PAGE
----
All photos by Scott Lynch
Oct 14, 2021
Richard Wright’s haiku / gracing the walls of Brooklyn / shimmering brightly
A new public art installation honors the one-time Fort Greene resident by displaying his poetry throughout the downtown area
In the late 1930s, while working on the first draft of what would become his seminal novel “Native Son,” Richard Wright lived at 175 Carlton Avenue, and spent many afternoons taking notes in nearby Fort Greene Park. So it’s fitting that Fort Greene, and Downtown Brooklyn next door, is playing host to a new public art project called “Seeing Into Tomorrow,” a multi-venue mural installation featuring seven of Wright’s haiku, a form he immersed himself in the last months of life as a kind of defiant act of hope.
It’s the latest public art initiative from the Downtown Brooklyn and Dumbo Art Fund, working in this case with The Poetry Society of America. The Art Fund came about as part of a $10 million package from New York State to create vibrant neighborhoods, boost local economies and revitalize communities.
Most of that money went to “improving streets and parks,” Regina Myer, president of the Downtown Brooklyn Partnership, tells Brooklyn Magazine. “But happily there was also a prioritization to add a layer of art and culture to this kind of activity. So we put out a call for arts to find works that celebrate our incredible neighborhood, to celebrate those who have contributed to our incredible neighborhood, and that look forward to the future with a lens towards social justice and the great diversity we have right here.”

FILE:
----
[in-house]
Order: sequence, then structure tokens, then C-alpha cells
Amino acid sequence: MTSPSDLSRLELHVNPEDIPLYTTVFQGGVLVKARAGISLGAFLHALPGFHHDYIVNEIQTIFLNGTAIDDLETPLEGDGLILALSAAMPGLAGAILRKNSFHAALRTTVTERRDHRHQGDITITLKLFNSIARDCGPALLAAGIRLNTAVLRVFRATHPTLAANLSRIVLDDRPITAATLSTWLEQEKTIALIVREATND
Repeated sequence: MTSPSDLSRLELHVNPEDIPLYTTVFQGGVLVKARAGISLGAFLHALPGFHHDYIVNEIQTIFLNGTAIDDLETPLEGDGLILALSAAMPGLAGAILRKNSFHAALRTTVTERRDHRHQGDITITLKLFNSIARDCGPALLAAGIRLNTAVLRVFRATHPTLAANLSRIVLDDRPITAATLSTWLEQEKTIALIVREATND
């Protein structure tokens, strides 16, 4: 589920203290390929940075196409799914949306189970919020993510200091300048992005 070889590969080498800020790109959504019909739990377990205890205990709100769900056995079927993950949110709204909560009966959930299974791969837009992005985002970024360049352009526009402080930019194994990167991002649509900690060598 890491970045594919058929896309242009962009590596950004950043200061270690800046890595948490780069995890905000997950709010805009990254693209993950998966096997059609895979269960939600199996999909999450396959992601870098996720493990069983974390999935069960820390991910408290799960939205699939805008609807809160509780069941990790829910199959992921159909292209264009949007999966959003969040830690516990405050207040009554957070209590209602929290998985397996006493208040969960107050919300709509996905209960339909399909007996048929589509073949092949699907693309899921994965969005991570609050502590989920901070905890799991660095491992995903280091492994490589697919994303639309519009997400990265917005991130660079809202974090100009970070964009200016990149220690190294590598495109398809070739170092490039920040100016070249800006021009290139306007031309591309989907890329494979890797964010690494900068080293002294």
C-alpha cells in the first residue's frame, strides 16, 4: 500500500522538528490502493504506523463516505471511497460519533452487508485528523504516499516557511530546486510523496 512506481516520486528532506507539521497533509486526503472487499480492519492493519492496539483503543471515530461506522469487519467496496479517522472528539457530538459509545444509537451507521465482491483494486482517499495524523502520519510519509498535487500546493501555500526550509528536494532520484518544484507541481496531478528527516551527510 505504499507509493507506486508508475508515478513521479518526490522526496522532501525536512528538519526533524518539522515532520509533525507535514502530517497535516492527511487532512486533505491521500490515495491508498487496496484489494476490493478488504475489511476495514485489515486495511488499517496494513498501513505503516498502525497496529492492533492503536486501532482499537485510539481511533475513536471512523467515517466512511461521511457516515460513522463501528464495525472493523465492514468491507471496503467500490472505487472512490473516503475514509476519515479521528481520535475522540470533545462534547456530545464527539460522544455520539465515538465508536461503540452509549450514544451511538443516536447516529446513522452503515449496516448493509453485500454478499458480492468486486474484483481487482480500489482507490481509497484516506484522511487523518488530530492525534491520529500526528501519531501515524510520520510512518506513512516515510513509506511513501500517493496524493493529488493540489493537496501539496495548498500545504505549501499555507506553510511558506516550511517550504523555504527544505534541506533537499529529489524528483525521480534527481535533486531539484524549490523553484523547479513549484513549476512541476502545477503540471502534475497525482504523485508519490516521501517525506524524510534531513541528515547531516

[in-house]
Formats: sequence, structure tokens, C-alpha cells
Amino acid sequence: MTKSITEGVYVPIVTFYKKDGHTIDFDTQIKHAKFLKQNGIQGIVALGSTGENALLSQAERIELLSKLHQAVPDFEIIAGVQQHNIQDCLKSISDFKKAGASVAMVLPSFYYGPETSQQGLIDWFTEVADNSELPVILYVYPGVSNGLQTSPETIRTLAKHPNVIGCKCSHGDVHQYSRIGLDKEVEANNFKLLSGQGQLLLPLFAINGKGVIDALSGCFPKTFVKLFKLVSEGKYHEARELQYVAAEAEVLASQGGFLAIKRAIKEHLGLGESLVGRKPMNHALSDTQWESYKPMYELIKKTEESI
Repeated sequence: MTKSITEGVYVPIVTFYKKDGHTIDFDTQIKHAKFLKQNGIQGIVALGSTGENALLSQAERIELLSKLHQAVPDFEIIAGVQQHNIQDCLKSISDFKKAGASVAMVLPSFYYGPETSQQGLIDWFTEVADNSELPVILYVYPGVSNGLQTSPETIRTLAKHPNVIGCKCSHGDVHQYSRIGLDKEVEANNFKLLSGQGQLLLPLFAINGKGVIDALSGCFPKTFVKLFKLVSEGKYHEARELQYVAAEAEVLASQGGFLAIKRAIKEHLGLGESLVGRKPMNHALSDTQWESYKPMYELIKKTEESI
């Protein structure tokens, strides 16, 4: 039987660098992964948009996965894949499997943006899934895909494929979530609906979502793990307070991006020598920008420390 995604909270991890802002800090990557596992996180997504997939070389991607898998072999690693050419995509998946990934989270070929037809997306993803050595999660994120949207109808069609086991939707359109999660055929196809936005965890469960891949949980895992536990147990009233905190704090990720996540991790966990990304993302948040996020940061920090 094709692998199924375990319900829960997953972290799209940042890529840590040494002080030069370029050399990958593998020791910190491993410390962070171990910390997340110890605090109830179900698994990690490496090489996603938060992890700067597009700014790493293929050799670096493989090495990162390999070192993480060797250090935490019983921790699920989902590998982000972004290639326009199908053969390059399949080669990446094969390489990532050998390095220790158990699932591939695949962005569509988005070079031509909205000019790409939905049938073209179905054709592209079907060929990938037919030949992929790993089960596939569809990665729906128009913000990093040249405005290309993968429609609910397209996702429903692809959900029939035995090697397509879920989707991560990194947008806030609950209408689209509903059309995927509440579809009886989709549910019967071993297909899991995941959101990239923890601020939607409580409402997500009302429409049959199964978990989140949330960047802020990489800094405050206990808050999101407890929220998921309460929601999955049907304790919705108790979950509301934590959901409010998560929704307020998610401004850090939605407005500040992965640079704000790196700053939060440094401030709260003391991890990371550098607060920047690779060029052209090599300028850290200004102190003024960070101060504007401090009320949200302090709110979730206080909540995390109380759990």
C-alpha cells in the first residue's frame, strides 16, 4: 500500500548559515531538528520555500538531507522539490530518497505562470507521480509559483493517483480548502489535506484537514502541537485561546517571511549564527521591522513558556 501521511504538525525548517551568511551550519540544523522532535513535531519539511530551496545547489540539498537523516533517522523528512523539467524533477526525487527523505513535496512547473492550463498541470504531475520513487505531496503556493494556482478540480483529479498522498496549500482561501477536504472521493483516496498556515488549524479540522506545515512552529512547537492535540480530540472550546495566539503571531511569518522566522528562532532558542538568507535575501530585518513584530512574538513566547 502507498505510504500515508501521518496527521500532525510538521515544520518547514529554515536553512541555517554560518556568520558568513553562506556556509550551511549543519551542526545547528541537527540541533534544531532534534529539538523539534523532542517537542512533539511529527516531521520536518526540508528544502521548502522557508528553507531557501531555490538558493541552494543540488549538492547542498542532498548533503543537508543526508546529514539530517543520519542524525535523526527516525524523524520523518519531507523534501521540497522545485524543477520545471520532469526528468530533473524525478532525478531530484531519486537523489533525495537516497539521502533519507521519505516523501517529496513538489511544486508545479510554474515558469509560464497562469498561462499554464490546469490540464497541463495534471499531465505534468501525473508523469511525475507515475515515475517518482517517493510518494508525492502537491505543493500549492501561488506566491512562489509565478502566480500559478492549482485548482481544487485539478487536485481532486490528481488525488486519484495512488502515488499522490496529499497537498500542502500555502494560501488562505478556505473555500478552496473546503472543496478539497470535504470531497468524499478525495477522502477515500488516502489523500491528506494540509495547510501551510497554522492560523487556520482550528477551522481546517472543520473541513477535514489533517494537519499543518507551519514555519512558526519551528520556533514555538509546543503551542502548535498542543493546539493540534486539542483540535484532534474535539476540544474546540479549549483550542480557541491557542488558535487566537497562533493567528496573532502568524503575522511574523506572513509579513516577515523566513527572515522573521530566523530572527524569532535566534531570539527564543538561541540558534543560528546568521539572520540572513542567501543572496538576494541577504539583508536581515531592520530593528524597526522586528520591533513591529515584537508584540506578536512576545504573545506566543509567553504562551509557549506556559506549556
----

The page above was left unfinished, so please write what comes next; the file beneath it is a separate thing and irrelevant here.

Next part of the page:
Haiku, the short-form Japanese poetry consisting of seventeen syllables—in three lines of five, seven, and five—traditionally evoke images of the natural world, and Wright’s haiku are no exception:
There are seven murals in all, designed by the agency Doyle Partners and spread throughout the two neighborhoods, each presenting a different Wright haiku rendered in shimmery metallic vinyl type that fades in and out with the light. The effect adds an odd ephemeral quality to the poems—at first glance, if the sun is hitting it right, it appears as if multiple letters, or even whole words, have fallen off, or faded—but also brings a lot of visual energy to the work. A
nd, as Myer puts it, even though they’re set at eye level, it adds a level of serendipity to spotting the installations, “which in a way is its own brand of subversiveness.”
Most of the pieces are located just off Fulton Street—in Willoughby Plaza, for example, or on the wall of BRIC Arts Media—but there is also a pair up on Myrtle Avenue, on the grounds of Whitman Houses public housing development. Here’s a handy map where you can find all seven. There are also various Wright poems printed on 38 of those Big Belly trash bins scattered throughout the neighborhood.
The entire installation will be on display in the neighborhoods through August 30.
You might also like
Tweets of the week: Loading docks and cold-cocks
Community & Commerce
Community & Commerce